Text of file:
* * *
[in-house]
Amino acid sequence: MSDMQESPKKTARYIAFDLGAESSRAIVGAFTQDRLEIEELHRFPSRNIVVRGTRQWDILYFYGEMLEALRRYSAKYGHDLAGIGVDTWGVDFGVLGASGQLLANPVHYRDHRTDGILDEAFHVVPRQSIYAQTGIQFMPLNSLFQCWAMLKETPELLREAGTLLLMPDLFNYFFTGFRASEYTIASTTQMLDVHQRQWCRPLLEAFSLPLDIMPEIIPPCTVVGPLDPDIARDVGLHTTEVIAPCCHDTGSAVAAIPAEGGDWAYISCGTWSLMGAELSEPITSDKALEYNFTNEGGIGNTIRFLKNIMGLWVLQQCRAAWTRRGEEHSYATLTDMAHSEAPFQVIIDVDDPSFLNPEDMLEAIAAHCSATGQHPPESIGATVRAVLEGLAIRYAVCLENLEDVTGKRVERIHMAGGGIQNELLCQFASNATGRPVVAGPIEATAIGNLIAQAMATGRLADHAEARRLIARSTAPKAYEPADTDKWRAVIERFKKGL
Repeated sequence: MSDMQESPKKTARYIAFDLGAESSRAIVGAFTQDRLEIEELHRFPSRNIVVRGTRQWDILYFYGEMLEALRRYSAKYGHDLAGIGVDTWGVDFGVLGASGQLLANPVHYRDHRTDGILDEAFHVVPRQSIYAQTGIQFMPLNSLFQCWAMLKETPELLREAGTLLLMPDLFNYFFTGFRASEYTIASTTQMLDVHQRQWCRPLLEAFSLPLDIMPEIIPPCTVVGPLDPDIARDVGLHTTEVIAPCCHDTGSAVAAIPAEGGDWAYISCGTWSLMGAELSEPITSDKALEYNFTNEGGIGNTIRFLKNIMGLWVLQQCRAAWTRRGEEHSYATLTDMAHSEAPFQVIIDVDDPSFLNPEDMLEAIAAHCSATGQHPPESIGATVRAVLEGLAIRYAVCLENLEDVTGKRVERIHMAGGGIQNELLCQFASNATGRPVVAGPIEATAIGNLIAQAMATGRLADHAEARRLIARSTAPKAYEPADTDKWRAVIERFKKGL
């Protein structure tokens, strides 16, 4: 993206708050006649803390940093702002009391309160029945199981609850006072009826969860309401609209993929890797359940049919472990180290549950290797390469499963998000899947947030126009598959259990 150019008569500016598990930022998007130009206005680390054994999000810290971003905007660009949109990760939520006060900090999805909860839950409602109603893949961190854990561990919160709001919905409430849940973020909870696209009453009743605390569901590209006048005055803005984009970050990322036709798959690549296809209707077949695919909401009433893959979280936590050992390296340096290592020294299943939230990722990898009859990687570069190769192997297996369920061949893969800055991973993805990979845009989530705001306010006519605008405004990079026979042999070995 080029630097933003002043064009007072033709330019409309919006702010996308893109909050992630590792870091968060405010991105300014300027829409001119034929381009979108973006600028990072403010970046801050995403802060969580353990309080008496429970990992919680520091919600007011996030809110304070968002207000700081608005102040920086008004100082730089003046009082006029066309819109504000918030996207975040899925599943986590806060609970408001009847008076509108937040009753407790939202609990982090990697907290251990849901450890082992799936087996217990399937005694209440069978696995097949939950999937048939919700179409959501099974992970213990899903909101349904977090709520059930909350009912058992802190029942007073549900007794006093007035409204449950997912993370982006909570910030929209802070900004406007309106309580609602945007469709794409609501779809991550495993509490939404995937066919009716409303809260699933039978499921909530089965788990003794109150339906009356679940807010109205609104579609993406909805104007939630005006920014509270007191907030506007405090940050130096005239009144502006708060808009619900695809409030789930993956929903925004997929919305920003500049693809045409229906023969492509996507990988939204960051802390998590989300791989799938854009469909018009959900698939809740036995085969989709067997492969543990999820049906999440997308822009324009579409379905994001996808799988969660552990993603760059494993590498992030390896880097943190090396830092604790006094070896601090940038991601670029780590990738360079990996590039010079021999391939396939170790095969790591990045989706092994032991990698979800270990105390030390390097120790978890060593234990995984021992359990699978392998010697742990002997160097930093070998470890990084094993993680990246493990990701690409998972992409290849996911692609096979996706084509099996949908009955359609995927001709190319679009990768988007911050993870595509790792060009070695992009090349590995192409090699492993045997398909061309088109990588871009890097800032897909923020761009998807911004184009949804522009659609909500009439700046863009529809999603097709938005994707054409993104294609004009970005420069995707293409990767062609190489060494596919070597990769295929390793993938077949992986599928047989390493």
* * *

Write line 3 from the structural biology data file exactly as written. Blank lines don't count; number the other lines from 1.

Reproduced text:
Repeated sequence: MSDMQESPKKTARYIAFDLGAESSRAIVGAFTQDRLEIEELHRFPSRNIVVRGTRQWDILYFYGEMLEALRRYSAKYGHDLAGIGVDTWGVDFGVLGASGQLLANPVHYRDHRTDGILDEAFHVVPRQSIYAQTGIQFMPLNSLFQCWAMLKETPELLREAGTLLLMPDLFNYFFTGFRASEYTIASTTQMLDVHQRQWCRPLLEAFSLPLDIMPEIIPPCTVVGPLDPDIARDVGLHTTEVIAPCCHDTGSAVAAIPAEGGDWAYISCGTWSLMGAELSEPITSDKALEYNFTNEGGIGNTIRFLKNIMGLWVLQQCRAAWTRRGEEHSYATLTDMAHSEAPFQVIIDVDDPSFLNPEDMLEAIAAHCSATGQHPPESIGATVRAVLEGLAIRYAVCLENLEDVTGKRVERIHMAGGGIQNELLCQFASNATGRPVVAGPIEATAIGNLIAQAMATGRLADHAEARRLIARSTAPKAYEPADTDKWRAVIERFKKGL